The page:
“This vote represents a turning point in future of East Midtown and will produce new state of the art office buildings, improved transit connectivity, additional resources for some of New York’s most treasured landmarks, and significant new public space,” said Speaker Melissa Mark-Viverito. “I congratulate Council Member Garodnick on his years of hard work to build consensus within the community and for his work with the administration to craft a zoning proposal and negotiate modifications that secure capital funding to kick-start public space improvements”
New and Upgraded Office Buildings
The zoning changes will enable the development of new Class-A commercial buildings, cementing East Midtown’s position as a world class business district that offers modern amenities and a range of office types. Buildings would be able to achieve higher density provided the developments support enhancements to the area’s public realm by providing transit improvements and/or purchasing unused floor area from the district’s landmarks.
The zoning framework will generate 6.8 million square feet in new commercial office space over the next 20 years, along with an additional 6.6 million square feet of older office space that will be upgraded into Class A office space. The resulting development is expected to create up to 28,000 new, permanent jobs and 23,000 construction jobs in the next two decades.
In “Transit Improvement Zones” near transit hubs, new buildings are allowed to exceed current Floor Area Ratio (FAR) provided they undertake important improvements to subway stations like new and expanded entrances, escalators, elevators and stairwells, as well as full station rehabilitations. New buildings cannot be granted certificates of occupancy for their increased space until those improvements are completed.
The specific stations and improvements were selected in close consultation with the MTA and encompass:
· Lexington Avenue / 53rd – 51st Street (E,M,6)
· Lexington Avenue – 59th Street (N,Q,R,4,5,6)
· Fifth Avenue / 53rd Street (E,M)
· 47th / 50th Streets – Rockefeller Ctr (B,D,F,M)
· 42 St – Bryant Park / 5th Avenue (B,D,F,M,7)
· Grand Central / 42nd Street (4,5,6,7,S)
Strengthening Historic Landmarks
The plan permits property owners to purchase unused development rights from landmarks throughout the district on an as-of-right basis, a departure from current regulations. Those landmarks include a dozen buildings designated by the Landmarks Preservation Commission last year in advance of the rezoning which include some of the most historic and beloved icons in Midtown. This greater flexibility would increase the market for area landmarked buildings to sell their unused development rights, and thereby raise funds for their continued maintenance.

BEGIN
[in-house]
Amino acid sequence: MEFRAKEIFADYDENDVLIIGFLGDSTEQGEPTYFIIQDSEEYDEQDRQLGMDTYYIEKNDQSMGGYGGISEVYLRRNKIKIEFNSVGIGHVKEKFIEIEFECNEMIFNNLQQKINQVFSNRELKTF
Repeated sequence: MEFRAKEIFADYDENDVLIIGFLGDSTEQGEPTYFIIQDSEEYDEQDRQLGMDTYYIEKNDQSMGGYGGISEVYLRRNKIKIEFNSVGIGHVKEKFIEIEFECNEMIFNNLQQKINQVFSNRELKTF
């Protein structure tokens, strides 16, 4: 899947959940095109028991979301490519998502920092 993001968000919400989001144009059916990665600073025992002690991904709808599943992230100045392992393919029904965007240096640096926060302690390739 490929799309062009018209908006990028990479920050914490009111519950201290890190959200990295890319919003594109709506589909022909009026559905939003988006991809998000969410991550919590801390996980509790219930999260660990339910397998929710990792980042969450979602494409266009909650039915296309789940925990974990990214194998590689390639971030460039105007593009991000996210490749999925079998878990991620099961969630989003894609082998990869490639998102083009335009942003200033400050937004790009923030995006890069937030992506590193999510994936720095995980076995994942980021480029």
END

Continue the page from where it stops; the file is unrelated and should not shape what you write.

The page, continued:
Improving and Expanding Public Space
New public realm projects across East Midtown will be funded by a minimum contribution of $61.49 per square foot or 20 percent of air rights’ sale price, ensuring that as development rights are sold to spur new development, the public reaps a steady funding stream to make commensurate improvements including shared streets, pedestrian plazas, thoroughfare uprgrades.
The City will commit $38 million in capital funds for eligible public realm projects selected by the East Midtown Governing Group. Up to 12 million additional dollars will be committed to public benefits that include:
· Shared Street on 43rd Street between Lexington and 3rd Avenue
· Pershing East Plaza
· 53rd Street Thoroughfare Improvements
· Park Avenue Turn Lane Improvements
· Lexington Avenue Improvements
“In a City growing with historic levels of population, jobs and tourism, the rezoning of East Midtown offers a welcome antidote in the most crowded of Manhattan neighborhoods,” said DOT Commissioner Polly Trottenberg. “For transportation, the rezoning intelligently prioritizes the most efficient uses – by building much-needed new subway entrances and improvements, while further expanding pedestrian plazas and shared streets. With the detailed plan passed by the Council today, congratulations are in order to Mayor de Blasio, Council Member Garodnick and the entire Council for their productive partnership in getting it done.”